Defining Your Target Audience

In order to successfully market your organization – whether you’re a fortune 500 or a 501c3 – you must know who it is you are trying to reach. In a nutshell, this is your target audience.

Before you define your target audience you’ll want to determine your identity as a church. Know where you are to understand where you are going.

Determining and Defining your target audience takes a little bit of time. As a non-profit or church, your target audience is who you desire to reach. But it’s so much more than that. A target audience should also complement your Competitive Advantages. That way, you are setting realistic Marketing Goals.

Getting Started

With your advantages and strengths in mind it’s time to start determining your audience. Ask yourself:

  • Who do we want to reach as an organization?Be specific. Include gender, age and other demographic information
  • Do our strengths & advantages complement this audience?
    Does your organization offer something to your target?
    For example: if your strength is that you have a state of the art sports facility your target audience probably won’t be artists and musicians. Or, if you have a music and poetry ministry you wouldn’t target athletes.

Developing Personas

Now that you have a basic idea of your target audience it’s time to expand on that. For each specific target audience you will want to develop a Persona. A Persona is a way of personalizing each target audience in order to relate better to them. Let’s look at an example:

Let’s go back to the sporting facility. Say that my organization has a state of the art gym with a stellar basketball court. I’ve decided my target audience is high school basketball players. To develop a persona I would create an example of a basketball player I would be desiring to reach. Like this:

Persona: “Jerry is a 16 year old boy that lives in my town. He’s 5′ 6″ with brown hair and hazel eyes. Jerry’s parents took him to church when he was young, but he really only has a head knowledge of who God is. Jerry is an average student, plays on the high school basketball team. Jerry has recently been invited to parties on the weekend by some of his older teammates. Jerry doesn’t have a girlfriend, but causally dates. Jerry enjoys listening to music when he practices in order to really get pumped up for big games.”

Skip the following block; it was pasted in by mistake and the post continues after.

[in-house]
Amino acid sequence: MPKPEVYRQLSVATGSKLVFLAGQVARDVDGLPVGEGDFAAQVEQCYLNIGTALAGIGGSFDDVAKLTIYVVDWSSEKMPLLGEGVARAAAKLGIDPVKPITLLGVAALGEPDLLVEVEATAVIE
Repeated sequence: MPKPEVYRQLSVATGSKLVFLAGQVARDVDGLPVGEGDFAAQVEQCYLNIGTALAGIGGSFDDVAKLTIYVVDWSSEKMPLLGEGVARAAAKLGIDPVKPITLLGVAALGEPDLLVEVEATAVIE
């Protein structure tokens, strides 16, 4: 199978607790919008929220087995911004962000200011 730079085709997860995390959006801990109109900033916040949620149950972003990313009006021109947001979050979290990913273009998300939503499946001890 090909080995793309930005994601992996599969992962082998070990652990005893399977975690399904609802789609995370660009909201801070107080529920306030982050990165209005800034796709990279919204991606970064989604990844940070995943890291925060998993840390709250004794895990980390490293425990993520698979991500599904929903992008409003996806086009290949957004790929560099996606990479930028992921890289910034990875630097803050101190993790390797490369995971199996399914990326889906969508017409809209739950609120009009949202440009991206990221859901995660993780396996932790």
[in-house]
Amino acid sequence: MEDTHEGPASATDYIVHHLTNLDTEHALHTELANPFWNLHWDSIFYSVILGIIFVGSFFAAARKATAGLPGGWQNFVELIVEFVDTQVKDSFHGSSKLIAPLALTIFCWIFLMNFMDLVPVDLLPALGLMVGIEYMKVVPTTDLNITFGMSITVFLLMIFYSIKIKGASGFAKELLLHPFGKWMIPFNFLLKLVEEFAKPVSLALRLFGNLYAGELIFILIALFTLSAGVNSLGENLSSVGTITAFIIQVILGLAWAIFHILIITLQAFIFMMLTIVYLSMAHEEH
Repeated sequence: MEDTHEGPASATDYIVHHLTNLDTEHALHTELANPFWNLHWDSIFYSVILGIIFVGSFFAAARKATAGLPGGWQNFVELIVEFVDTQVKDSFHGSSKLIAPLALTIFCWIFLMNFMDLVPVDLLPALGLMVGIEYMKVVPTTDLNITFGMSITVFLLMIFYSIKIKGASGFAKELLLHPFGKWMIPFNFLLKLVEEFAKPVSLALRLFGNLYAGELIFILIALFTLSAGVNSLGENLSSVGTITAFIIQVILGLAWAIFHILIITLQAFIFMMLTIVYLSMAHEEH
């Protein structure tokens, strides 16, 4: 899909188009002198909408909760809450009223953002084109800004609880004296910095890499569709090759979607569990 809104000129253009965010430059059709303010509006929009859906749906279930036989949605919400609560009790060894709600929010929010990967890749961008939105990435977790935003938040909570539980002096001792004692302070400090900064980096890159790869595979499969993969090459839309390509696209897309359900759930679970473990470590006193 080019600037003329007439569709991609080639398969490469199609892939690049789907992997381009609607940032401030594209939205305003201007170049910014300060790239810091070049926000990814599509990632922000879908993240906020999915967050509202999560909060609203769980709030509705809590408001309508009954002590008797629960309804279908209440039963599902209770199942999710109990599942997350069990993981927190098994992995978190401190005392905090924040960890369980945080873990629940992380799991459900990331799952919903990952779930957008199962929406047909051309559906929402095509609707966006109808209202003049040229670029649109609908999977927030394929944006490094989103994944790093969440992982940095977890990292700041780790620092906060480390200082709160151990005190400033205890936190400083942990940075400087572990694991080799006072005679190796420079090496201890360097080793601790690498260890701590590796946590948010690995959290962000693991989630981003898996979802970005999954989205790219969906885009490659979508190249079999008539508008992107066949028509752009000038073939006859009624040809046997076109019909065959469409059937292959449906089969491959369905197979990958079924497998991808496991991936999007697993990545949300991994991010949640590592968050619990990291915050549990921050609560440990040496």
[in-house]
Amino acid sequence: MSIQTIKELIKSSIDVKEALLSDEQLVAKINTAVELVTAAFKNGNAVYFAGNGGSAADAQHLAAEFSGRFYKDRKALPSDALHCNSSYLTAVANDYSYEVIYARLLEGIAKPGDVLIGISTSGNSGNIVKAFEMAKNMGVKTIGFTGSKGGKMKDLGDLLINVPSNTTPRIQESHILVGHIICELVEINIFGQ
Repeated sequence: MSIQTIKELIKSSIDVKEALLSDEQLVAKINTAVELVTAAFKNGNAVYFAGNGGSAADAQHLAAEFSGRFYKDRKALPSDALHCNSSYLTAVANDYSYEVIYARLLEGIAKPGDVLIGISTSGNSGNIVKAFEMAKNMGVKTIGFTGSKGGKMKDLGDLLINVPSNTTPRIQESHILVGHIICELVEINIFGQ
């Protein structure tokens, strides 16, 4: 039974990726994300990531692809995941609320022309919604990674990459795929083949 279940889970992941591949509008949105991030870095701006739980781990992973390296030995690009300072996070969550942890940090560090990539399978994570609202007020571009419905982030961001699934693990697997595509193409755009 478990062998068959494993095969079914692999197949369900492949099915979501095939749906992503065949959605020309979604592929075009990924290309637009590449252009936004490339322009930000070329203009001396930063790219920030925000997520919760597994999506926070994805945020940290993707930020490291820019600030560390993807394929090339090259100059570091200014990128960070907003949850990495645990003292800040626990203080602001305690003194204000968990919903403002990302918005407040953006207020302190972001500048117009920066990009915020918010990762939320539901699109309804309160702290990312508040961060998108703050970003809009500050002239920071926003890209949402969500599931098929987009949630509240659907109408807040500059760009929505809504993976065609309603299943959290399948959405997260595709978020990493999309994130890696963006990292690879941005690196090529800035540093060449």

Can you imagine Jerry? Can you picture him running up and down the basketball court? Can you picture him at school, walking the halls with his friends? Can you see where he might struggle? Do you see decisions he is making? How is he responding in tough situations? This is what a persona is about. You’re getting to KNOW your audience.

But I Made Them Up!

You may be thinking this whole persona thing is a little crazy. I mean, I just made up that description of Jerry. How can that help me market to high school basketball players? Good Question!

Yes, Jerry is fictional. But you’ve created an example of a real person. You started to know him personally. You learned more about this fictional character than “he likes basketball.”

In order to successfully market to your target audience you need to know more about them than they “like basketball.” You need to get to the core of who they are. You need to understand who they are, how they think, what they are challenged with.

Developing personas allows you to dive deep into the mind of your potential audience. And personas can be modified. Maybe you learn that your basketball playing audience never went to church and they come from a broken home. Or maybe they are straight A students or come from affluent families.

Continue to develop your persona as you learn more about your audience. This will guide you in creating the best marketing strategies for your target groups. Build out personas for every target audience you have, and be as specific as possible. Use this knowledge to reach your audience at their heart- not just on the basketball court.

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